Red-colored pine needles have fallen and now cover the old green hammock hanging between two majestic pines in front of the porch to my cabin. The ground below is cushioned with a pillow of needles, and the scent of pine is glorious. Walking on the soft needles in bare feet is one of my favorite experiences.
Years of Laughter
Sitting here in the 120-year-old octagon-shaped screened porch overlooking the lake, the porch filled with wicker and cane chairs now empty, reminds me of the laughter, the music, the discussions and debates that took place here all summer. Our first week here we had about 86 artists in the house, celebrating our week of painting together. Of course, there is a rich history of voices in this place, every summer for 12 decades.
The rest of the summer was filled with visiting childhood friends talking of old times, artists talking art history, family friends discussing trips together, kids talking about their lake friends, neighbors getting to know us, and Laurie and I pondering our future when the kids enter college.
The Sounds of Silence
The porch is silent now. An occasional boat goes by, but this weekend was the last hurrah for most on the lake, which will be empty tomorrow. My family is already gone, two kids in school while one son remains here with me, ready for our big drive back to Austin starting tomorrow morning. I’m looking forward to spending some quality time with Brady and the dogs, and stopping to see some friends and museum shows along the way.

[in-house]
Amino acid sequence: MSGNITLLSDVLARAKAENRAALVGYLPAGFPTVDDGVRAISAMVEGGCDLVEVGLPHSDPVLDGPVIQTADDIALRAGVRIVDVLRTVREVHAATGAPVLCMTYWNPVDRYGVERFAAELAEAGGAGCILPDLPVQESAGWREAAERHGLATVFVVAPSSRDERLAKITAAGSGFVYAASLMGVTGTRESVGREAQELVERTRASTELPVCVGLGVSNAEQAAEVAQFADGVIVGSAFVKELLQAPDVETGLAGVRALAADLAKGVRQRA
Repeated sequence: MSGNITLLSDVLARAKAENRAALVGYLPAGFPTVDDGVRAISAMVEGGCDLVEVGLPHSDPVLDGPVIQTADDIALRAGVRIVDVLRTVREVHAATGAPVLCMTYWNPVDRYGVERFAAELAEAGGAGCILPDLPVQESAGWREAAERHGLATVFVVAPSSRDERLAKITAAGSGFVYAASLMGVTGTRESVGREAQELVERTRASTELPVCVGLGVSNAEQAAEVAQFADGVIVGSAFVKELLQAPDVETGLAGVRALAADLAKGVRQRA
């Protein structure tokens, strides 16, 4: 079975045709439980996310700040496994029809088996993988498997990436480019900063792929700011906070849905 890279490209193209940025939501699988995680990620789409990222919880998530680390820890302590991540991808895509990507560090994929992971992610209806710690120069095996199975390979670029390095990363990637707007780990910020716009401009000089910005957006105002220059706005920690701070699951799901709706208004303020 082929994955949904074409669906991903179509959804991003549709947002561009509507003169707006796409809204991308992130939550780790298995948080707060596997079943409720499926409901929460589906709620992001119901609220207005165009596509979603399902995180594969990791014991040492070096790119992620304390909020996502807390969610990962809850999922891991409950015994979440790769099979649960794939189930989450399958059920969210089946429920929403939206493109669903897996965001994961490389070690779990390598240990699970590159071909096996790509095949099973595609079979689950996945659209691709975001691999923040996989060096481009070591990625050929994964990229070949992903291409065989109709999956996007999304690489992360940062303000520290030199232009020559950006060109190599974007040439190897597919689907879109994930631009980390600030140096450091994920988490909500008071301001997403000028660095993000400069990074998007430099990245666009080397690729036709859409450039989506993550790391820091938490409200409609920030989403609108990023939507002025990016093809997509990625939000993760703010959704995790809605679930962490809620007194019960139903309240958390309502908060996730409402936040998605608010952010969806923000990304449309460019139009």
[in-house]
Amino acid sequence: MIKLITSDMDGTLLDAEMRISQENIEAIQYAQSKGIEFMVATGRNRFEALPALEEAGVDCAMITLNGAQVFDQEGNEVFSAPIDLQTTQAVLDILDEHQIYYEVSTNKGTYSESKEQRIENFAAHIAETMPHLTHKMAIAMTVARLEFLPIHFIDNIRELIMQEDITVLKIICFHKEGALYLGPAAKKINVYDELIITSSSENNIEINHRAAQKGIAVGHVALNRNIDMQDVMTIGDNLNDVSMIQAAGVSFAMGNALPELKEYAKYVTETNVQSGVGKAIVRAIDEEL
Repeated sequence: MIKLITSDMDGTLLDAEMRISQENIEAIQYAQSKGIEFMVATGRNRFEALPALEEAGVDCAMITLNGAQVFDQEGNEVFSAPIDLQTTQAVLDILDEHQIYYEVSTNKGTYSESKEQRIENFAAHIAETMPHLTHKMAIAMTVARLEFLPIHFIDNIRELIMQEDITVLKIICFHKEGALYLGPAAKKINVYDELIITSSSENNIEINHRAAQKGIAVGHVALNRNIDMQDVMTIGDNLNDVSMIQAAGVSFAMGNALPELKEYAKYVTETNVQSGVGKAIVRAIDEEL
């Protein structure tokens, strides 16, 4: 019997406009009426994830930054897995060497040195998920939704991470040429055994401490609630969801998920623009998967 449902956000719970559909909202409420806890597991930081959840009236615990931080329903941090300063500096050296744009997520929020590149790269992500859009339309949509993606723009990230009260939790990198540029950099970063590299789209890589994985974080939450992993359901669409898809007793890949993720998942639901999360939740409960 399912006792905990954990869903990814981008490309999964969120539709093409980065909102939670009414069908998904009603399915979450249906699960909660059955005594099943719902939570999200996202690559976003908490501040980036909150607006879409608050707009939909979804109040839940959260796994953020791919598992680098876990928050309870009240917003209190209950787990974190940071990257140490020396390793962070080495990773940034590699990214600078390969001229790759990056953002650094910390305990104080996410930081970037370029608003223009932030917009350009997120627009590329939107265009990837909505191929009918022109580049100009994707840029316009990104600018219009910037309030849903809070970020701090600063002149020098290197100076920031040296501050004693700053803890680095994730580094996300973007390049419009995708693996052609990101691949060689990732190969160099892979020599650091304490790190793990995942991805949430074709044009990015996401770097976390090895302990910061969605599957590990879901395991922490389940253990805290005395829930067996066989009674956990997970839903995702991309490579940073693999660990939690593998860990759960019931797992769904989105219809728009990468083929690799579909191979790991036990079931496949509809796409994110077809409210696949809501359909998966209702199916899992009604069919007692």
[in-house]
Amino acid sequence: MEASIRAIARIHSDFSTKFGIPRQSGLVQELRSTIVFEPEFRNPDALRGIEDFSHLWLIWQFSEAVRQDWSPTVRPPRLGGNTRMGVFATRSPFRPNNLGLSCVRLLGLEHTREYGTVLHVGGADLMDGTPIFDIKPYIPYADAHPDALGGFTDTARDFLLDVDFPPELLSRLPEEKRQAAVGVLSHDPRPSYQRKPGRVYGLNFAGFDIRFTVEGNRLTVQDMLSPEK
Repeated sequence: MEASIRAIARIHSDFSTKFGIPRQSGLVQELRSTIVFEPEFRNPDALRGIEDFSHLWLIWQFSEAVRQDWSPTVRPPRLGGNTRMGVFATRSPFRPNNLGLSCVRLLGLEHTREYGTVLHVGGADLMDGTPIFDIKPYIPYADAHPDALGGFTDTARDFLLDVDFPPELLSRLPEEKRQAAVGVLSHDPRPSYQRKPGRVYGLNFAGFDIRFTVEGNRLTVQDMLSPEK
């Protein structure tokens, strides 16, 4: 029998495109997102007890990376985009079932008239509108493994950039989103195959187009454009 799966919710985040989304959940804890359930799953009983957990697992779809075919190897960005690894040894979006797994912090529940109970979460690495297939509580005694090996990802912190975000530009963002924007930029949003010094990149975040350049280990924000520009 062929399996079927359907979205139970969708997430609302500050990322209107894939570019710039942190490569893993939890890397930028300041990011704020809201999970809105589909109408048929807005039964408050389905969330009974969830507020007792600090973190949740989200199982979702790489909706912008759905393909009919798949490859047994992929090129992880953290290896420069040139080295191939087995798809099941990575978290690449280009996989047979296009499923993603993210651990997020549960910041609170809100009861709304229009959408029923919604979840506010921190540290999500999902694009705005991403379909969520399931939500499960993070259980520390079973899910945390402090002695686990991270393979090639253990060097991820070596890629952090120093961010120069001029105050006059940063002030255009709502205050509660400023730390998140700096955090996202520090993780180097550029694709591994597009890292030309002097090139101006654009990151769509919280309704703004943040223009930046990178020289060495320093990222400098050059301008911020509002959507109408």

Each summer here in this special place has been the best summer ever, and this is no exception. Yet tears well up, knowing I’ll be saying goodbye to my favorite place on earth tomorrow. My heart is filled with a spirit of gratitude for the ability to be so happy here. But if I lived here year-round it would not be as special, so goodbye is necessary.
Most of last week I had my executive team here with me, and I laid out some giant goals and initiatives for 2020. Though everyone was enthusiastic, there were concerns about how we can accomplish such big goals. Frankly, I hear the same thing from friends, readers, artists … how do you accomplish something that seems overwhelming?
Kick the Can
Our tendency is to look at something big as overwhelming. Yet big, overwhelming tasks are accomplished by doing small tasks. My friend Keith Cunningham calls it kicking the can down the road, just a few feet at a time. A small kick, then another, then another…
Small progress is the way to accomplish big goals.
The Tipping Point
Writer Malcom Gladwell said that mass movements don’t begin with a mass, they begin with a few. If you want to create a movement, all you need are the right 10 percent of the people to join your movement and you’ll tip things in your favor. He calls it “the tipping point.”
The same concept applies to goals. If you determine the very few things that will move you most toward your goal, you’ll begin creating momentum. Then focus on the next 10 percent that will take you closer.